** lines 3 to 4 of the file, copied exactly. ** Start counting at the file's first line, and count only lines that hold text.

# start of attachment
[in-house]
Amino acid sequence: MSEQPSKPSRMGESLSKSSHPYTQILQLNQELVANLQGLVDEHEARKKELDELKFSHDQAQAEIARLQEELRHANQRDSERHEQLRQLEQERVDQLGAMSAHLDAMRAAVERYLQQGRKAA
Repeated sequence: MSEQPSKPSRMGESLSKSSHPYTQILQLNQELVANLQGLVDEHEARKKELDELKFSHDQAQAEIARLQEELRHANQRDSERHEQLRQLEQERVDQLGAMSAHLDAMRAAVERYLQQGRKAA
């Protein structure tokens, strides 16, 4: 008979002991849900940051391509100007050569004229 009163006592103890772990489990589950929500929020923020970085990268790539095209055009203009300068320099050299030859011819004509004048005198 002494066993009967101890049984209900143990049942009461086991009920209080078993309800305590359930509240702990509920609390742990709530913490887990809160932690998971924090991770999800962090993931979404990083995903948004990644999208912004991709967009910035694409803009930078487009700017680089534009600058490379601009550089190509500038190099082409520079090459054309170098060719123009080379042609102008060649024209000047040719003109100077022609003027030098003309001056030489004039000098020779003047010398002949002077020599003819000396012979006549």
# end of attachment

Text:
Repeated sequence: MSEQPSKPSRMGESLSKSSHPYTQILQLNQELVANLQGLVDEHEARKKELDELKFSHDQAQAEIARLQEELRHANQRDSERHEQLRQLEQERVDQLGAMSAHLDAMRAAVERYLQQGRKAA
């Protein structure tokens, strides 16, 4: 008979002991849900940051391509100007050569004229 009163006592103890772990489990589950929500929020923020970085990268790539095209055009203009300068320099050299030859011819004509004048005198 002494066993009967101890049984209900143990049942009461086991009920209080078993309800305590359930509240702990509920609390742990709530913490887990809160932690998971924090991770999800962090993931979404990083995903948004990644999208912004991709967009910035694409803009930078487009700017680089534009600058490379601009550089190509500038190099082409520079090459054309170098060719123009080379042609102008060649024209000047040719003109100077022609003027030098003309001056030489004039000098020779003047010398002949002077020599003819000396012979006549």